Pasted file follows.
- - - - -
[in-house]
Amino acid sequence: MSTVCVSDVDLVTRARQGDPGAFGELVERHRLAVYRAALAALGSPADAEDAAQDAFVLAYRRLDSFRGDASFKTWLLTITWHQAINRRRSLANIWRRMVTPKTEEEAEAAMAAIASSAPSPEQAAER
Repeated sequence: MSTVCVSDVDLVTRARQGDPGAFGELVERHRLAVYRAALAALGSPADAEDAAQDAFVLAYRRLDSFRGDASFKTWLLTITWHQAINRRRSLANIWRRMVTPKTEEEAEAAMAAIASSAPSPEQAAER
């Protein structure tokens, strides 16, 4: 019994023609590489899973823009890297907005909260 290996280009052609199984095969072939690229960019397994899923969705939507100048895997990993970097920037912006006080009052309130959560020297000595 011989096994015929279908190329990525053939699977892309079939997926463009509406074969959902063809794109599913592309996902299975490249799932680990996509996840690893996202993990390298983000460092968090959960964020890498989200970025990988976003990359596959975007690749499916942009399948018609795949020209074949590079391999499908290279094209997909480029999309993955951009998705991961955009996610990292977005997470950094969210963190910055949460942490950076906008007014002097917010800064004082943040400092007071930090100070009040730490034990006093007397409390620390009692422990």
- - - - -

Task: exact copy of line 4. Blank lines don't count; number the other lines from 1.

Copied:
């Protein structure tokens, strides 16, 4: 019994023609590489899973823009890297907005909260 290996280009052609199984095969072939690229960019397994899923969705939507100048895997990993970097920037912006006080009052309130959560020297000595 011989096994015929279908190329990525053939699977892309079939997926463009509406074969959902063809794109599913592309996902299975490249799932680990996509996840690893996202993990390298983000460092968090959960964020890498989200970025990988976003990359596959975007690749499916942009399948018609795949020209074949590079391999499908290279094209997909480029999309993955951009998705991961955009996610990292977005997470950094969210963190910055949460942490950076906008007014002097917010800064004082943040400092007071930090100070009040730490034990006093007397409390620390009692422990």